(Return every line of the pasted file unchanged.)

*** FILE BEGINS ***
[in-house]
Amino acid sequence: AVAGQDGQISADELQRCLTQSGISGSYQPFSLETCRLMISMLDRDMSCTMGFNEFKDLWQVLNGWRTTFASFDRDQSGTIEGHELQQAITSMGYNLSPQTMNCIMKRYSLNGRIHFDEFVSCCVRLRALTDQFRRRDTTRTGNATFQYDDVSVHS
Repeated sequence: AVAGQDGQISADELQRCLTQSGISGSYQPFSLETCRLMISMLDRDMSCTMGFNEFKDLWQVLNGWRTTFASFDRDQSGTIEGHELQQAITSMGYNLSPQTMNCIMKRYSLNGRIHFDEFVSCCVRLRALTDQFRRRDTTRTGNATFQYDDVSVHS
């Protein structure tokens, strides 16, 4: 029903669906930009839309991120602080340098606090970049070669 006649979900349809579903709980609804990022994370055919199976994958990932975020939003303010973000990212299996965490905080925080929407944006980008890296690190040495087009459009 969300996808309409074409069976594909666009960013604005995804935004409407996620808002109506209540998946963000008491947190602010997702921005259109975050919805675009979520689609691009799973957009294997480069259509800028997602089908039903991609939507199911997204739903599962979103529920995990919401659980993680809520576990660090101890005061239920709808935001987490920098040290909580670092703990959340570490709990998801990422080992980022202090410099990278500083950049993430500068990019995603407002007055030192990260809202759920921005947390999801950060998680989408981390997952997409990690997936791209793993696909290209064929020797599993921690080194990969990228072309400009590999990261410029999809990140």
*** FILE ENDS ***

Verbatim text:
[in-house]
Amino acid sequence: AVAGQDGQISADELQRCLTQSGISGSYQPFSLETCRLMISMLDRDMSCTMGFNEFKDLWQVLNGWRTTFASFDRDQSGTIEGHELQQAITSMGYNLSPQTMNCIMKRYSLNGRIHFDEFVSCCVRLRALTDQFRRRDTTRTGNATFQYDDVSVHS
Repeated sequence: AVAGQDGQISADELQRCLTQSGISGSYQPFSLETCRLMISMLDRDMSCTMGFNEFKDLWQVLNGWRTTFASFDRDQSGTIEGHELQQAITSMGYNLSPQTMNCIMKRYSLNGRIHFDEFVSCCVRLRALTDQFRRRDTTRTGNATFQYDDVSVHS
């Protein structure tokens, strides 16, 4: 029903669906930009839309991120602080340098606090970049070669 006649979900349809579903709980609804990022994370055919199976994958990932975020939003303010973000990212299996965490905080925080929407944006980008890296690190040495087009459009 969300996808309409074409069976594909666009960013604005995804935004409407996620808002109506209540998946963000008491947190602010997702921005259109975050919805675009979520689609691009799973957009294997480069259509800028997602089908039903991609939507199911997204739903599962979103529920995990919401659980993680809520576990660090101890005061239920709808935001987490920098040290909580670092703990959340570490709990998801990422080992980022202090410099990278500083950049993430500068990019995603407002007055030192990260809202759920921005947390999801950060998680989408981390997952997409990690997936791209793993696909290209064929020797599993921690080194990969990228072309400009590999990261410029999809990140």